Amid the COVID-19 pandemic, Argentina has brutally cracked down on medical practitioners of faith. The government is forcing hundreds of doctors, nurses, and medical personnel in Argentina into performing abortions. Public health officials with religious convictions have had to quit their jobs, and religious hospitals that receive public funding must find an abortionist on-call.
These groups find themselves in this situation due to the recent legalization of abortion by the socialist government of Alberto Fernandez. Despite multiple rulings from local judges on its unconstitutionality, conscience protections will likely be the only path for medical practitioners who wish to act in accordance with their values. As a result, requests for legal help are inundating pro-life lawyers. While their government and civil society pursue secularization and progressivism, social conservatives in Argentina need to understand how conscientious protections work and develop religious freedom.
This was not always the case. For most of the first half of the twentieth century, over 90 percent of Latin America’s population was Catholic. Religious beliefs held a privileged place in society. Even today, after religious affiliations have shifted from Catholic to Protestant, the Pew Center predicts that by 2050 Christians will still make up almost 90 percent of the region’s population.
Why is there a rise in progressive and secular movements in a region predominately inhabited by Christians? How should Christians and non-Christians view this concerning trend and its implications for religious freedom?
For starters, religiosity should be assessed on a country-by-country basis. Particular countries have seen a sharp decline in religious affiliations. In Chile, for example, the number of people who identified as Christian went from 84 percent in 2006 to 63 percent in 2019, a decrease of more than 20 points in only 13 years.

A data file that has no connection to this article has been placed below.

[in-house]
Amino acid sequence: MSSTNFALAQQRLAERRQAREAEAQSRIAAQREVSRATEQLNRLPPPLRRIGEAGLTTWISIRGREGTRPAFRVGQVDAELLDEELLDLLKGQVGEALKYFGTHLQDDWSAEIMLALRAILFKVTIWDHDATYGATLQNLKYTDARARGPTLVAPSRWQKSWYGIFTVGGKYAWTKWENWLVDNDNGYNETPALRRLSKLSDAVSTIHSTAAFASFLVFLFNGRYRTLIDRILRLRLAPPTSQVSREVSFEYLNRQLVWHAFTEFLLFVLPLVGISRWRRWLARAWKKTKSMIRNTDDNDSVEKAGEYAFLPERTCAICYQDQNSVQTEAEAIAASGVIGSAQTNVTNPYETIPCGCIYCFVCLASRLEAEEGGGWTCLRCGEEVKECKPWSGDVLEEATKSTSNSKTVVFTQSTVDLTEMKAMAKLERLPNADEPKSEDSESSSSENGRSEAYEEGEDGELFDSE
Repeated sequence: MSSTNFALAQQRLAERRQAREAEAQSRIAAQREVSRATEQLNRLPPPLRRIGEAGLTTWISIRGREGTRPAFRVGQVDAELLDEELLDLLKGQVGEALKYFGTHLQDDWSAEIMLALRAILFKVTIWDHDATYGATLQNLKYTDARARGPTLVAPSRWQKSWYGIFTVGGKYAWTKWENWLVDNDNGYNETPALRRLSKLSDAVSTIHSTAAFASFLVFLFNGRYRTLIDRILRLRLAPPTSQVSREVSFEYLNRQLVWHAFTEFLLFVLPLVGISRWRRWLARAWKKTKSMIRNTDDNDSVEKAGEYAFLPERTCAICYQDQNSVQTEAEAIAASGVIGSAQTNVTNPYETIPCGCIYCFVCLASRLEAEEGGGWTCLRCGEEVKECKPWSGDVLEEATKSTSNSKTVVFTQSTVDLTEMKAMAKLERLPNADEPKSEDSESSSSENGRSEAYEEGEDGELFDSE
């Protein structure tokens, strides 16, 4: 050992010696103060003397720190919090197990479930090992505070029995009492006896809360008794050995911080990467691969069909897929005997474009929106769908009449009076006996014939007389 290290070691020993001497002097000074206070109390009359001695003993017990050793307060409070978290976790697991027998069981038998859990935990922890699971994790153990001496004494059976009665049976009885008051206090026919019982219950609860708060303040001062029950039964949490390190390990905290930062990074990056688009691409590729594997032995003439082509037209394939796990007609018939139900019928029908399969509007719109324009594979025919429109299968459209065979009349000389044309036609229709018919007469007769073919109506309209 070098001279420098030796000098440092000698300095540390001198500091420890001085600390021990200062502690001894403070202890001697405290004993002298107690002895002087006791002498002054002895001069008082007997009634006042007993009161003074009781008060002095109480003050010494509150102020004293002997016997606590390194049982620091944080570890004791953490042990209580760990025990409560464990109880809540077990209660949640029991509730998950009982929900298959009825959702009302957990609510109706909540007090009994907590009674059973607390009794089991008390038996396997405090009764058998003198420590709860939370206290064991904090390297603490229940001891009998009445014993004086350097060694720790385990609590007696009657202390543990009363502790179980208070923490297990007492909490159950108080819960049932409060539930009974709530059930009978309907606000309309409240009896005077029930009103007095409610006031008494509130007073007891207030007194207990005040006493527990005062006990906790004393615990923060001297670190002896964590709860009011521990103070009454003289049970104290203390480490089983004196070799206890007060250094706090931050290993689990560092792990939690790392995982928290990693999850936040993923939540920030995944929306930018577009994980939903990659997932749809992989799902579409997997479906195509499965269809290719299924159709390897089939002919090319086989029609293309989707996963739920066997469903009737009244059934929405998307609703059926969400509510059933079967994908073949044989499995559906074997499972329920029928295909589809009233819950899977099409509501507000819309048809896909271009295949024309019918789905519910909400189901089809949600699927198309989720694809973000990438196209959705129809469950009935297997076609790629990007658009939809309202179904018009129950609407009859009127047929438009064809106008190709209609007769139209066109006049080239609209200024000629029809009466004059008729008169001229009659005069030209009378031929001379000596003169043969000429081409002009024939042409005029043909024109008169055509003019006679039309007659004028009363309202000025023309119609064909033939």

Additionally, affiliation numbers can often be misleading. Even though the region as a whole might still consider itself Christian, this does not mean that individuals who affiliate themselves with a church practice their beliefs. Today, in Argentina, Uruguay, Chile, and Mexico, less than half of the population considers religion to be an important part of their lives. A 2016 survey of religious affiliation in Mexico shows us how dire the situation is. Of those who identify with a religion, 41.8 percent acknowledged that this was a result of family tradition. People who actively practice their religion make up only 5.3 percent of those affiliated. The legalization of abortion in Argentina, the rise of violent attacks on churches in Chile, and the increasing liberalization of public education in Mexico, then, should come as no surprise. Religious believers must awaken to this reality and begin advocating for a civic and legal framework that respects every individual’s religious freedom.